By  on March 10, 2005

LOS ANGELES — St. John Knits International said chief operating officer Bruce Fetter has resigned after eight years with the Irvine, Calif.-based manufacturer of women’s apparel and accessories.

Fetter’s departure comes as the company’s new chief executive officer, Richard Cohen, who was named last year, builds his own team. Fetter and Kelly Gray, the daughter of St. John founders Bob and Marie Gray, had shared the ceo title starting in November 2002.

In a written statement, Fetter said, he was “very fortunate” to work at St. John Knits. “I wish all of the St. John employees the best as they help move the company to new levels of success.”

Neither Fetter, who will stay on until March 31 in a special projects capacity, nor Cohen could be reached for comment.

St. John Knits this month reported that income for the fiscal year ended Oct. 31, fell to $13.4 million, or $2.11 a diluted share, from $14.9 million, or $2.23, in the same year-ago period. Sales climbed to $395.6 million from $370.1 million.

The company decided during fiscal 2004 to discontinue the sale of shoes, jewelry, accessories and home products to its wholesale customers because of lower-than-expected profit margins. The goods continue to be sold in company-owned boutiques and outlet stores.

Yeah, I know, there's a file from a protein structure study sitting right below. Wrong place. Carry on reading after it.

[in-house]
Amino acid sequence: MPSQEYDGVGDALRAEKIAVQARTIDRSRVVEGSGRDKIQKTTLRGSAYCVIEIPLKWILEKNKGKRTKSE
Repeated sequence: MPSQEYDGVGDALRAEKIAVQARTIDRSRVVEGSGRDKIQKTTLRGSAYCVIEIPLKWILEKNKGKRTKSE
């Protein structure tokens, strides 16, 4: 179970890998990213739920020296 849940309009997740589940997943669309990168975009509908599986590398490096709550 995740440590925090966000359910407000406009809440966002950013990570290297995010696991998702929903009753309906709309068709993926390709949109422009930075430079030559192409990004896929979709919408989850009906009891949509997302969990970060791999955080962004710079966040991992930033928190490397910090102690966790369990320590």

St. John has plunged into swimwear in a licensing deal with RAJ Manufacturing in Tustin, Calif., and revamped its advertising strategy by signing an outside advertising agency, New York-based David Lipman. The company’s fall campaign is said to include a celebrity in place of Kelly Gray, a fixture in the ads for the past 22 years.

Cohen had been ceo of Ermenegildo Zegna’s U.S. operations for 16 years. In January, he made three top-level appointments: Robert Green as executive vice president, sales and marketing; Max Weinstein, executive vice president, operations, and Elfriede Campbell, executive vice president, human resources.

The Gray family sold a majority of St. John to Vestar Capital for $520 million in 1999, when the company was taken private, but retains a minority stake.

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